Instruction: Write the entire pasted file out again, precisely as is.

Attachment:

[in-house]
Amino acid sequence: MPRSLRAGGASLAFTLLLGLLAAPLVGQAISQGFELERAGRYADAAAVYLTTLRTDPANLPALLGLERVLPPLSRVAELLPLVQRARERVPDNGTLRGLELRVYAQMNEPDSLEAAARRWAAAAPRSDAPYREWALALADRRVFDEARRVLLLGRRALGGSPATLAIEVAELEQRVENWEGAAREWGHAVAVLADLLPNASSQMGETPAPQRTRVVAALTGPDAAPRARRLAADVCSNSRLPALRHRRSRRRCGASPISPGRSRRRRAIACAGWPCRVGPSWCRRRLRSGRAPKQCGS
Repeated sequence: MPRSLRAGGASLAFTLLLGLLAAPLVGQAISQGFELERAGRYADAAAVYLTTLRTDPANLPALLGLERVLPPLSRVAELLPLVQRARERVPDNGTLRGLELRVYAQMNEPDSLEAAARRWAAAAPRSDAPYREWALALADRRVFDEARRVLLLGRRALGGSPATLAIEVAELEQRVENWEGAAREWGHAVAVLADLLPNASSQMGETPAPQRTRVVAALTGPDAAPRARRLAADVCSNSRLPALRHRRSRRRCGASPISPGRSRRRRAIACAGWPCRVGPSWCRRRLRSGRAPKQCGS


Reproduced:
[in-house]
Amino acid sequence: MPRSLRAGGASLAFTLLLGLLAAPLVGQAISQGFELERAGRYADAAAVYLTTLRTDPANLPALLGLERVLPPLSRVAELLPLVQRARERVPDNGTLRGLELRVYAQMNEPDSLEAAARRWAAAAPRSDAPYREWALALADRRVFDEARRVLLLGRRALGGSPATLAIEVAELEQRVENWEGAAREWGHAVAVLADLLPNASSQMGETPAPQRTRVVAALTGPDAAPRARRLAADVCSNSRLPALRHRRSRRRCGASPISPGRSRRRRAIACAGWPCRVGPSWCRRRLRSGRAPKQCGS
Repeated sequence: MPRSLRAGGASLAFTLLLGLLAAPLVGQAISQGFELERAGRYADAAAVYLTTLRTDPANLPALLGLERVLPPLSRVAELLPLVQRARERVPDNGTLRGLELRVYAQMNEPDSLEAAARRWAAAAPRSDAPYREWALALADRRVFDEARRVLLLGRRALGGSPATLAIEVAELEQRVENWEGAAREWGHAVAVLADLLPNASSQMGETPAPQRTRVVAALTGPDAAPRARRLAADVCSNSRLPALRHRRSRRRCGASPISPGRSRRRRAIACAGWPCRVGPSWCRRRLRSGRAPKQCGS